Back to Basics
One derives many benefits from a holiday. A simple true-ism, of course, and not really the greatest of insights. I use my holidays not only to relax and spend some quality time with Agnes, but also to stand back from the day-to-day developments and activities. For one, I started reading about non-IT related, non-open source, non-Linux topics. One book was about the women who joined and supported the extreme rightwing party in the 1930s in the Netherlands. Before that, I finished Naomi Klein‘s The Shock Doctrine. Currently, David Rothkopf‘s Superclass: The Global Power Elite and the world they are making is providing an alternative viewpoint to Klein’s. The world is more than Linux and open source, with issues of far greater importance and much wider consequences than for instance the petty attitudes of some in the realm of open source. It made me wonder how to continue with Ruminations on the Digital Realm?
One of the corner stones of this weblog was to provide an honest critique of developments in the realm of Linux and open source software from an end-user perspective, the viewpoint of W2L migrators. The key thought was that end-users should provide feedback in order to exert influence on the next generation of Linux distributions. I still believe there is a need to provide that feedback, but how useful is a weblog to achieve that? The most active and best read articles in recent months were a completely bogus review about OpenSUSE and the discussion about the Xubuntu rip off PC/OS.
Taking a somewhat broader perspective and looking further back in time I can not escape the conclusion that perhaps the world of Linux and open source isn’t as open to peer review by other stakeholders (other than fellow developers) as it proclaims to be. If you do not support the ‘pet project of the month’ or write hallellujah reviews of ‘yet another new GUI thingy’ you are accused to spreading FUD, having no knowledge whatsoever about the subject under discussion and/or having mental issues. Personal attacks seem to be a favorite and strange enough some can harbour resentment long after the rest of the world moved on. I don’t shy back from a strong debate, especially not when I caused it in the first place 😉 . But, is it what I want to continue doing with Ruminations on the Digital Realm?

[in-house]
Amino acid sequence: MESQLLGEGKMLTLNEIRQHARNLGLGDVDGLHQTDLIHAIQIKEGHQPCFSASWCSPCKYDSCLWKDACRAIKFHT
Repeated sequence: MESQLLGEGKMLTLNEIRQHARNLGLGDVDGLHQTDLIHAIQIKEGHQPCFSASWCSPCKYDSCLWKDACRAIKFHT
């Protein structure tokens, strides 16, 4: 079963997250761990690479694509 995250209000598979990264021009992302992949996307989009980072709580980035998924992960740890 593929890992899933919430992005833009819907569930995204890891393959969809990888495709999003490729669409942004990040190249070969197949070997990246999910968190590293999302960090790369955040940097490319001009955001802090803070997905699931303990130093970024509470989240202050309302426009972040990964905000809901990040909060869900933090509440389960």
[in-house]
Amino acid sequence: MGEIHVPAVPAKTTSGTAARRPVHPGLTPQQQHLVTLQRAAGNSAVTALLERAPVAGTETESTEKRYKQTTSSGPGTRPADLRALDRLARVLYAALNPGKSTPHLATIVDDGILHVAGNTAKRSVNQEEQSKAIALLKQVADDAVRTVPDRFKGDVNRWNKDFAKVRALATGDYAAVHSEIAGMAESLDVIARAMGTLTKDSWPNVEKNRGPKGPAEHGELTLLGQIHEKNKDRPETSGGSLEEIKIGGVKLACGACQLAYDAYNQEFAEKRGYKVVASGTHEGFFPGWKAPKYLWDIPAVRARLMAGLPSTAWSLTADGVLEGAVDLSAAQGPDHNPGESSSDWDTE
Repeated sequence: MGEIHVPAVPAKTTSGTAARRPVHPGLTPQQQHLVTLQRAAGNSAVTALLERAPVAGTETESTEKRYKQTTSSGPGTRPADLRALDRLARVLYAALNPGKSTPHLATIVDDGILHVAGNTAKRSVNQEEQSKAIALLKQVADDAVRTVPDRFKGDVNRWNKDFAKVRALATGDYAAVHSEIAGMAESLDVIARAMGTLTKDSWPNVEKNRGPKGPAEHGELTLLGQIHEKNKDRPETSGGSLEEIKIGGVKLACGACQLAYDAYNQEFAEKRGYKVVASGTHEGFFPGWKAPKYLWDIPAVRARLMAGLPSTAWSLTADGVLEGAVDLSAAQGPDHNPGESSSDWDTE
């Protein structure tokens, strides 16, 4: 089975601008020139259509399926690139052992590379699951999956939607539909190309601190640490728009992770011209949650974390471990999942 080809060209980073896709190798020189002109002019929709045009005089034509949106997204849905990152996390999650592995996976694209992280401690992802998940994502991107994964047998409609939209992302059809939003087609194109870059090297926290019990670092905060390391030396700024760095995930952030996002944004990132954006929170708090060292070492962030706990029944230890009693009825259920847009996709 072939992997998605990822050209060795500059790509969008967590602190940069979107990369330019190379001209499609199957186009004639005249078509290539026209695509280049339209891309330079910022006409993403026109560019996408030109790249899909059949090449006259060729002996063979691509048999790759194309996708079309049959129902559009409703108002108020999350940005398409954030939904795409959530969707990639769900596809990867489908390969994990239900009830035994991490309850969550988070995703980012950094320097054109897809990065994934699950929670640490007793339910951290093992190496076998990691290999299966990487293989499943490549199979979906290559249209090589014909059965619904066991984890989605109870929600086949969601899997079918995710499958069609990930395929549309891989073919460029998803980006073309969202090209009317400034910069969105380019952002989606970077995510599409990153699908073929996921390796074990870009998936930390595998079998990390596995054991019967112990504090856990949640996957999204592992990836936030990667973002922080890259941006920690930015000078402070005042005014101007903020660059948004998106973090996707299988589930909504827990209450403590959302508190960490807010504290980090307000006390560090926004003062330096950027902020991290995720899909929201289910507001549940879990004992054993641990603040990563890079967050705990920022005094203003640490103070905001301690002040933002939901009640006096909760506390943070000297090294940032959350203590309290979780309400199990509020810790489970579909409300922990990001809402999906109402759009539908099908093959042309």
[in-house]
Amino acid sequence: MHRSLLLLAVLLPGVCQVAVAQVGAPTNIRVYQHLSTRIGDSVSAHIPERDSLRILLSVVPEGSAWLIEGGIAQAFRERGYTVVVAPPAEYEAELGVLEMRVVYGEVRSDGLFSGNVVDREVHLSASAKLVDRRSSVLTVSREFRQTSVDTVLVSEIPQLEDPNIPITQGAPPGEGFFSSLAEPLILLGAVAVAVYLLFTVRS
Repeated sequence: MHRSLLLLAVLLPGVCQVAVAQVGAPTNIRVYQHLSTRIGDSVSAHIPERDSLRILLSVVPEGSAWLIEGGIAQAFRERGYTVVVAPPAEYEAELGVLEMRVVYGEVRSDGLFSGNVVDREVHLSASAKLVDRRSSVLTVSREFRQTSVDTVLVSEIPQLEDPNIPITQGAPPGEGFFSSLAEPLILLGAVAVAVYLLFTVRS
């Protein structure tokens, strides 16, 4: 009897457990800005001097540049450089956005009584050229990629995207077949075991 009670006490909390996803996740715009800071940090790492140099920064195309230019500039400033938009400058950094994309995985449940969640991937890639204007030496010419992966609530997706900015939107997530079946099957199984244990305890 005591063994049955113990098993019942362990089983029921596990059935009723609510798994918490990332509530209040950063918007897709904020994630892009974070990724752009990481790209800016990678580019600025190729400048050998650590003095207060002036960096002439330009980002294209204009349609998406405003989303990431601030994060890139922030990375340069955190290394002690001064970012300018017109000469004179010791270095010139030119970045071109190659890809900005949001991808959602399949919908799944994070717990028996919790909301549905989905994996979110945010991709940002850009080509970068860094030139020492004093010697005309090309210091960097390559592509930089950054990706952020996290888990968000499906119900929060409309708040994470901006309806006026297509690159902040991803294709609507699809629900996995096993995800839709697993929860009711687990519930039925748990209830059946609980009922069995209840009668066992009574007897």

The answer is no. I started writing about Linux and open source software some years ago, because it was fun playing with it. Installing new distributions, trying out tons of new programs and writing about the fun of doing that. Nothing high-minded, nothing political, but writing for fellow hobbyists. Like what I am doing now with Mandriva 2009.0, for no other purpose than my own curiosity. Not because I like Mandriva better than any other distribution, but because it is possible and fascinating to observe first-hand the maturing of a new distribution.
Or like the two series about DesktopBSD and PC-BSD, which resulted in a nice article in the first issue of BSD Magazine and another coming later this year. The BSD crowd was refreshingly mature and they took my criticism like adults. They understood that feedback and the debate contributes to better products. I am sad to say that such maturity is far too rare in the world of Linux.
For me it is time to go back to basics, to the original purpose of writing. The Ultumix’s and PC/OS’s of Linux can take heart for the time being. I will write about the fun things, the good developments and more important issues that are larger than Linux and open source.
Not all issues I will write about stem from pursuing fun. I concur with those who see a growing threat to our civil liberties in the digital realm. Perhaps some regulation of the Wild Wild West was needed, but things are moving way beyond that. My digital privacy and digital rights are more and more violated. What is happening and what can we do about it? What open source tools are available for those who have nothing to hide, but prefer to keep things private nonetheless? It will take some time and research to digg into this, but I am sure it will be highly interesting.